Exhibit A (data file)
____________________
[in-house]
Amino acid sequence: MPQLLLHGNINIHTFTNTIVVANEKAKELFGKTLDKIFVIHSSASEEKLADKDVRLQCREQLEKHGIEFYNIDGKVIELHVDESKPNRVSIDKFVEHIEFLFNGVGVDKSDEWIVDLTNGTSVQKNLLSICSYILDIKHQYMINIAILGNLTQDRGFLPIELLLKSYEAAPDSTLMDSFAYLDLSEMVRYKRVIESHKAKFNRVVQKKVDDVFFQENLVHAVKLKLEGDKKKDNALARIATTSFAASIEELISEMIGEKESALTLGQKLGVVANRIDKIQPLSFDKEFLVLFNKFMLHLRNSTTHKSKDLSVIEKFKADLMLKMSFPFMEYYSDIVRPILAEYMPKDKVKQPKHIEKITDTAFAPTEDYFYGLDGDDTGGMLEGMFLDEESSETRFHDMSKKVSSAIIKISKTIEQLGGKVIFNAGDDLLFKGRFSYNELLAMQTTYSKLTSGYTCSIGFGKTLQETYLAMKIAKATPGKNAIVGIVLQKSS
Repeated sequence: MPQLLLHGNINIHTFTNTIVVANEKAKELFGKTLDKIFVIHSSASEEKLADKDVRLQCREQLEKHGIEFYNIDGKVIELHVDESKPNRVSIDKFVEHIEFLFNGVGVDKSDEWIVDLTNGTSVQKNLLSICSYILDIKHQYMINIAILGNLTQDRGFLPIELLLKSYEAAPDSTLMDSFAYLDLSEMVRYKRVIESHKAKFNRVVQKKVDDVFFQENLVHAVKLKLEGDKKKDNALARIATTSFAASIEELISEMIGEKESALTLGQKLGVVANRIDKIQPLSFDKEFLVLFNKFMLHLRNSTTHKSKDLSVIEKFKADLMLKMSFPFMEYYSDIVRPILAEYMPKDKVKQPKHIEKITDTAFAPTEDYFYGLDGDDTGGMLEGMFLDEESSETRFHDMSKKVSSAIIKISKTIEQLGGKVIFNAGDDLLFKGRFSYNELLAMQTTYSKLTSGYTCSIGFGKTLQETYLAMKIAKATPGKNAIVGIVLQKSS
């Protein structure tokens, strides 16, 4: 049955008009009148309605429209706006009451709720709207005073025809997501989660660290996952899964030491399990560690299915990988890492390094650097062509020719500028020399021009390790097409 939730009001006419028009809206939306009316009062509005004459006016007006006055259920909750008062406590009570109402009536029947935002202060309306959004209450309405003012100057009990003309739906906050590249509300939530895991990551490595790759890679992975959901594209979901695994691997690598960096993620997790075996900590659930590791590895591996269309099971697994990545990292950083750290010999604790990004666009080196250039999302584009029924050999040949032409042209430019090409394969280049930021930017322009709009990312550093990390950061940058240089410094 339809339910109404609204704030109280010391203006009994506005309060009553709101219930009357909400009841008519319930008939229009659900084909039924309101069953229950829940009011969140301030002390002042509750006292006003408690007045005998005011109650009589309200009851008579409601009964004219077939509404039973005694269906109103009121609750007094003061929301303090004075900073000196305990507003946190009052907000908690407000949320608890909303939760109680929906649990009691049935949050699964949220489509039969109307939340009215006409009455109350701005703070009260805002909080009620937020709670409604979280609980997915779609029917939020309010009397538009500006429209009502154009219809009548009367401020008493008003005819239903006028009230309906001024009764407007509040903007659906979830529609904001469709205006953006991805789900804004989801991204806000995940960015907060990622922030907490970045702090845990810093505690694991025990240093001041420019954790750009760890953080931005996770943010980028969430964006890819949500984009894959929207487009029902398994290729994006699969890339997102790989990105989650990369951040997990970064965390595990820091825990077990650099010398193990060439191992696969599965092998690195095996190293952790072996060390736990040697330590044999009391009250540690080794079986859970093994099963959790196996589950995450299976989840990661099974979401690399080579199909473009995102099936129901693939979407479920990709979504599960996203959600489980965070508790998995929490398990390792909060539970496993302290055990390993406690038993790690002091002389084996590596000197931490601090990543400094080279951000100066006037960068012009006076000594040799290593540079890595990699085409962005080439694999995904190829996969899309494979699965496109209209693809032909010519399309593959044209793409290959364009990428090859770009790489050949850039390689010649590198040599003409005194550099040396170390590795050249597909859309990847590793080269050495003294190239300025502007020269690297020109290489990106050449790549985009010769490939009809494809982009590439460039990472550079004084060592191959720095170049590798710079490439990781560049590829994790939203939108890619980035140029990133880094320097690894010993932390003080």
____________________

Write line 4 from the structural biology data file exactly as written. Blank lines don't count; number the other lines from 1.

């Protein structure tokens, strides 16, 4: 049955008009009148309605429209706006009451709720709207005073025809997501989660660290996952899964030491399990560690299915990988890492390094650097062509020719500028020399021009390790097409 939730009001006419028009809206939306009316009062509005004459006016007006006055259920909750008062406590009570109402009536029947935002202060309306959004209450309405003012100057009990003309739906906050590249509300939530895991990551490595790759890679992975959901594209979901695994691997690598960096993620997790075996900590659930590791590895591996269309099971697994990545990292950083750290010999604790990004666009080196250039999302584009029924050999040949032409042209430019090409394969280049930021930017322009709009990312550093990390950061940058240089410094 339809339910109404609204704030109280010391203006009994506005309060009553709101219930009357909400009841008519319930008939229009659900084909039924309101069953229950829940009011969140301030002390002042509750006292006003408690007045005998005011109650009589309200009851008579409601009964004219077939509404039973005694269906109103009121609750007094003061929301303090004075900073000196305990507003946190009052907000908690407000949320608890909303939760109680929906649990009691049935949050699964949220489509039969109307939340009215006409009455109350701005703070009260805002909080009620937020709670409604979280609980997915779609029917939020309010009397538009500006429209009502154009219809009548009367401020008493008003005819239903006028009230309906001024009764407007509040903007659906979830529609904001469709205006953006991805789900804004989801991204806000995940960015907060990622922030907490970045702090845990810093505690694991025990240093001041420019954790750009760890953080931005996770943010980028969430964006890819949500984009894959929207487009029902398994290729994006699969890339997102790989990105989650990369951040997990970064965390595990820091825990077990650099010398193990060439191992696969599965092998690195095996190293952790072996060390736990040697330590044999009391009250540690080794079986859970093994099963959790196996589950995450299976989840990661099974979401690399080579199909473009995102099936129901693939979407479920990709979504599960996203959600489980965070508790998995929490398990390792909060539970496993302290055990390993406690038993790690002091002389084996590596000197931490601090990543400094080279951000100066006037960068012009006076000594040799290593540079890595990699085409962005080439694999995904190829996969899309494979699965496109209209693809032909010519399309593959044209793409290959364009990428090859770009790489050949850039390689010649590198040599003409005194550099040396170390590795050249597909859309990847590793080269050495003294190239300025502007020269690297020109290489990106050449790549985009010769490939009809494809982009590439460039990472550079004084060592191959720095170049590798710079490439990781560049590829994790939203939108890619980035140029990133880094320097690894010993932390003080």